There is a better chance of Apple choosing its next CEO through a raffle of ten golden tickets hidden inside iPad boxes distributed around the globe than that they’d give the job to Eric Schmidt.
John Gruber, talking about possible Steve Jobs “replacements” as CEO of Apple
Completely agree with his breakdown here. Everyone wants this to be an interesting story, but it’s not. If and when the time comes, the next CEO of Apple will be Tim Cook.
At the same time, Cook will not be CEO in the same way that Jobs is CEO. Cook is not a product or design guy the way that Jobs is. He’s an operations guy. Probably the best in the world.
Further, while I have no more knowledge about Cook than what I’ve read, I would be surprised if he thought of himself as a product visionary who would even try to fill Jobs’ shoes in that capacity. He really does seem to be all about operations. And that’s why he’s the best in the business at it.
I suspect that if Jobs did leave Apple permanently, Cook would pass off those duties to another executive — perhaps Jonathan Ive, Scott Forstall, or someone new brought in.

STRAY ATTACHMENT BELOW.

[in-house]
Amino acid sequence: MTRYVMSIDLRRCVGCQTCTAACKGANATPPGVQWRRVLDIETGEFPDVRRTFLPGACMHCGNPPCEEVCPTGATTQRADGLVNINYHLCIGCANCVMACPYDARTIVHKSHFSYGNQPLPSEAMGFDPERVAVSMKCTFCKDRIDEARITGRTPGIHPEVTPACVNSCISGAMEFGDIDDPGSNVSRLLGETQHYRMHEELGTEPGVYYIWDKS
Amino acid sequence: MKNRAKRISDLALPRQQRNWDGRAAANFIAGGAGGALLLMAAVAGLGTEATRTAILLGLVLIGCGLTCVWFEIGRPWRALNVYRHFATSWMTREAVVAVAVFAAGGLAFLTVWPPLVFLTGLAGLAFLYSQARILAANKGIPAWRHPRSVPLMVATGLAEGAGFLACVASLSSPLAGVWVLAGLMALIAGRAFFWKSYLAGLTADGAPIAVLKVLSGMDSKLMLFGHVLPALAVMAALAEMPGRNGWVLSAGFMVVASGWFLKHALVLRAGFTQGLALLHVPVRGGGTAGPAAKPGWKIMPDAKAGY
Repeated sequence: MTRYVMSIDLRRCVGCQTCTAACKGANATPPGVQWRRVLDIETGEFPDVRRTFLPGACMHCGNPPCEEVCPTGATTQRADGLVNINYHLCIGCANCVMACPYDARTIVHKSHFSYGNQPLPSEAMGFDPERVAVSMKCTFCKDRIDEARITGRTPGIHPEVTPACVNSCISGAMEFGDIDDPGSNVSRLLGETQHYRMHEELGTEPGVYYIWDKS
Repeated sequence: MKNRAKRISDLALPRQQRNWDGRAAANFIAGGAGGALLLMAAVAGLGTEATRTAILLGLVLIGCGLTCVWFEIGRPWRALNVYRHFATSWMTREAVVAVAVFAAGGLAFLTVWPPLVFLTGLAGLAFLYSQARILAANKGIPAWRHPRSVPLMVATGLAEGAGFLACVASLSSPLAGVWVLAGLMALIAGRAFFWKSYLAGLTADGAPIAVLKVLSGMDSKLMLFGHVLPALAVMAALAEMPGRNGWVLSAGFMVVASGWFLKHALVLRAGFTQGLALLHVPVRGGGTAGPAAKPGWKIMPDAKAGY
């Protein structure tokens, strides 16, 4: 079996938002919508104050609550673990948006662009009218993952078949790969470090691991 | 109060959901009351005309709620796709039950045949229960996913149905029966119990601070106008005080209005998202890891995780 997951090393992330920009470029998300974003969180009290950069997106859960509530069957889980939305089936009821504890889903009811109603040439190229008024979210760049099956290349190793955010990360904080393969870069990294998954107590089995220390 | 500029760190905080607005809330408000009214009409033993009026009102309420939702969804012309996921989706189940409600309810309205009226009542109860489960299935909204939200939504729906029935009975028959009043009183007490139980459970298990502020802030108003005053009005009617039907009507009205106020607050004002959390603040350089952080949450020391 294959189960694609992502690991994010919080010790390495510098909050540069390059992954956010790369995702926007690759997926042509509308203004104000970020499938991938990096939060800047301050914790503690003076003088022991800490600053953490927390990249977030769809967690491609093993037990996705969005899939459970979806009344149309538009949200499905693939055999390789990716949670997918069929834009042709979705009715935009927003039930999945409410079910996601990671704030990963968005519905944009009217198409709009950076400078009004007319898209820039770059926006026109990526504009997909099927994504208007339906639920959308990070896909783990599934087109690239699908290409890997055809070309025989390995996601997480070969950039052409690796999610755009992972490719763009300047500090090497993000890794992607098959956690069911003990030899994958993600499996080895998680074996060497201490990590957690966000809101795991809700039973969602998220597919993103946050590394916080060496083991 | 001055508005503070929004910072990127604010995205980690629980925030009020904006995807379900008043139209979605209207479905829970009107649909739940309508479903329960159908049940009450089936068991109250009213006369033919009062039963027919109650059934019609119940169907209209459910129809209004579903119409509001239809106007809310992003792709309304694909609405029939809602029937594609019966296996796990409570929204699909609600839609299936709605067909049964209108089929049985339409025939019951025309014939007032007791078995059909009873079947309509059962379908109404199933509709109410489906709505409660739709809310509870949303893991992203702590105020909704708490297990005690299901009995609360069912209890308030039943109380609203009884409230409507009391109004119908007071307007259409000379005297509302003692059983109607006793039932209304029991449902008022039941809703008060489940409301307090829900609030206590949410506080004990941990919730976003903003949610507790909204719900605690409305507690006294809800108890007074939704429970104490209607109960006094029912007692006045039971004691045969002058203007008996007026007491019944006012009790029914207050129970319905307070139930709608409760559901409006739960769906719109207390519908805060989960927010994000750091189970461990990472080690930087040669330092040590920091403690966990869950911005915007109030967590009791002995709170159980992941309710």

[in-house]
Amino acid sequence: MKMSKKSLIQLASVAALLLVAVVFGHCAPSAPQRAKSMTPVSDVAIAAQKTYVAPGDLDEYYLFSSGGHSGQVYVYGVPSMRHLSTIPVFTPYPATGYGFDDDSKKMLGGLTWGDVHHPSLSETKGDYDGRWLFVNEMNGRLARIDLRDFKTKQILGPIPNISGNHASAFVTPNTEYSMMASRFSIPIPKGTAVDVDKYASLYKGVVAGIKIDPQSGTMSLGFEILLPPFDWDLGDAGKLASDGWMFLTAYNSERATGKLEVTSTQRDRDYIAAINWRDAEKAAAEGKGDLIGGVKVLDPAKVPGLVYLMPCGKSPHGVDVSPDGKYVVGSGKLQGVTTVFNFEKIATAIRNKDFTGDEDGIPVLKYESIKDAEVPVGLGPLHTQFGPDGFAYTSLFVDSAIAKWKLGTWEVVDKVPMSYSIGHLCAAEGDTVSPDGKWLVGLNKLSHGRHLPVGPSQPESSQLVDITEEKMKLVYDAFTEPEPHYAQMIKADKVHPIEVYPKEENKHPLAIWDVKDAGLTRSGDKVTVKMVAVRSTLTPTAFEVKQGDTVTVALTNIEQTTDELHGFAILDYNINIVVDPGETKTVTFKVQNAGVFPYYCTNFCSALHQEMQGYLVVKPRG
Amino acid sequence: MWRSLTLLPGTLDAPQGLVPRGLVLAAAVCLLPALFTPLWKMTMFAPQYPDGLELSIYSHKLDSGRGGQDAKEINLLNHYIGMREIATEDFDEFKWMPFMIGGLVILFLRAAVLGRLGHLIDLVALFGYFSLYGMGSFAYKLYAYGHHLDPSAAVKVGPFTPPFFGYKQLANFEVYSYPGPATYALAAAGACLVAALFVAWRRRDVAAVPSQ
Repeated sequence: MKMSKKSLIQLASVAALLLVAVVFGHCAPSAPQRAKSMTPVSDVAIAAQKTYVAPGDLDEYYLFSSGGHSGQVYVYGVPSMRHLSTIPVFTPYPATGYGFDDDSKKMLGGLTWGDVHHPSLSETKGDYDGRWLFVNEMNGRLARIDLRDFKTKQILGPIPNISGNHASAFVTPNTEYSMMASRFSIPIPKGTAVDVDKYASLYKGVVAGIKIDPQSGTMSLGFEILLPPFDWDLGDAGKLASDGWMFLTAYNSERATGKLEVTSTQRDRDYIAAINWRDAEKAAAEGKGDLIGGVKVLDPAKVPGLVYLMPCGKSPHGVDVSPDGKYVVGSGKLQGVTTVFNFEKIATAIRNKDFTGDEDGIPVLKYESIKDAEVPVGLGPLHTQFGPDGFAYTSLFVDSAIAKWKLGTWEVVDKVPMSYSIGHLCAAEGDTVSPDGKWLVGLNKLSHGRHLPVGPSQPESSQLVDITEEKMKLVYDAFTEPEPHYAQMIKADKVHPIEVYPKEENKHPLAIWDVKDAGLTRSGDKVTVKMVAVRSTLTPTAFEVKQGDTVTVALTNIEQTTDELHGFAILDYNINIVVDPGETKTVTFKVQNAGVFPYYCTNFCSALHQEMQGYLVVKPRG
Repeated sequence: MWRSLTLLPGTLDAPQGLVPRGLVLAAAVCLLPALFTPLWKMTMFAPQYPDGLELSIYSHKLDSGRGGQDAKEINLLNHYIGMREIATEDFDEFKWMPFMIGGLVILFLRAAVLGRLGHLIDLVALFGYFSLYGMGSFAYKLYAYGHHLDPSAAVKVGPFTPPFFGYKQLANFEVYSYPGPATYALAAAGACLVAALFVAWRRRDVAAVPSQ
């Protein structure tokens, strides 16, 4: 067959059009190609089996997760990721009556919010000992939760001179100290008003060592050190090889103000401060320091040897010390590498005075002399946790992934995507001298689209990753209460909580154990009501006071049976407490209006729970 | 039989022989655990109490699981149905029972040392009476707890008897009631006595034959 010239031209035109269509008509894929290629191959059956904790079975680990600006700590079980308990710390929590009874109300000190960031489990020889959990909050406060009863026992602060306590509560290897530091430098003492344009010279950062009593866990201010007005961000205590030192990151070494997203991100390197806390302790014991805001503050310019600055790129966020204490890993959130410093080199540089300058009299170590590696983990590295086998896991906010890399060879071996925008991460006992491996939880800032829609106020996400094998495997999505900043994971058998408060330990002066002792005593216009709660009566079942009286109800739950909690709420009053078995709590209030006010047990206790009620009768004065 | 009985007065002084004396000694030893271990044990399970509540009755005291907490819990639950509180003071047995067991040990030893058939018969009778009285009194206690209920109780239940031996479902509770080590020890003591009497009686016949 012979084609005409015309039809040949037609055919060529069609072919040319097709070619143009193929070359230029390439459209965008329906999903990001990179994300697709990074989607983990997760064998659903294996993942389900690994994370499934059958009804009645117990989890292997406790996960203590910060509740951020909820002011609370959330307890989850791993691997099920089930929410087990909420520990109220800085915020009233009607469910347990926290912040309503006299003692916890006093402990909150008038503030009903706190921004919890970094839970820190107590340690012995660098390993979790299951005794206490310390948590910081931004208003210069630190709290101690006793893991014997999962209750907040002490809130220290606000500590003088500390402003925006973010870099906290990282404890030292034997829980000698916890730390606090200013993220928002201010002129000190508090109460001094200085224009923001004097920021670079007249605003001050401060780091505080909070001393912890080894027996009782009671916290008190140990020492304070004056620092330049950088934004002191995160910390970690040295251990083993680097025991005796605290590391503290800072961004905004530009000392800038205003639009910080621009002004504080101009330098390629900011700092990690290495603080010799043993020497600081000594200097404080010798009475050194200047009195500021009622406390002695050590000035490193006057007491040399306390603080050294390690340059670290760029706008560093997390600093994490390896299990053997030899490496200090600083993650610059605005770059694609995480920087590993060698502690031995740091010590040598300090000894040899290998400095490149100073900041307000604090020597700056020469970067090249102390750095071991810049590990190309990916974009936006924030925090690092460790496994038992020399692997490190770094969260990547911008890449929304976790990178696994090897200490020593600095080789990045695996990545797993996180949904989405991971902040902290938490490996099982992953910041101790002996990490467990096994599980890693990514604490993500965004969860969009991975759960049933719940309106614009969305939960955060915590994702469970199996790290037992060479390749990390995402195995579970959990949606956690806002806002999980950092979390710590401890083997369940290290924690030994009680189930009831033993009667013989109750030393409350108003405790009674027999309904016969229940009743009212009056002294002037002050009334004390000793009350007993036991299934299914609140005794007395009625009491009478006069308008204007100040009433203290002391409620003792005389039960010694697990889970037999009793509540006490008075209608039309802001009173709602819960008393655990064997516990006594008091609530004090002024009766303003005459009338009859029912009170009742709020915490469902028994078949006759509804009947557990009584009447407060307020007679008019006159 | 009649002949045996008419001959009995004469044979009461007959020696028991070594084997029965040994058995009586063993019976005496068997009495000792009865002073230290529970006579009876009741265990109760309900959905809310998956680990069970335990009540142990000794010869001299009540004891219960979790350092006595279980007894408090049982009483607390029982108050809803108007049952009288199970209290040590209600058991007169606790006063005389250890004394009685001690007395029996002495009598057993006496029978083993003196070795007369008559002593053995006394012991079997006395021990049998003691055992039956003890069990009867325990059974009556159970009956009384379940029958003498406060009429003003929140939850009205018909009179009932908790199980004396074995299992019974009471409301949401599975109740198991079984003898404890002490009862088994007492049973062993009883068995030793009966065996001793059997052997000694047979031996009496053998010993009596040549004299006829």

Gruber today takes that a step further:
The obvious structure for a post-Jobs Apple has Cook as CEO, doing mostly what he’s already been doing as COO. What he already does at Apple is what most CEOs do at other companies. Final word on product design goes to the senior vice presidents: Scott Forstall (iOS), Jonathan Ive (hardware design), and Phil Schiller (marketing and, perhaps, Mac).
So that would be Cook in the formal lead plus a triumvirate of Forstall, Ive, and Schiller, with nearly as much power. That kind of structure would be fascinating. It would be like ancient Rome post-Caesar — with a Caesar-like figure still having the final say.
Maybe that works. The Roman triumvirates sure didn’t — because they eventually all wanted ultimate power. Cook would retain ultimate power. The buck would stop with him.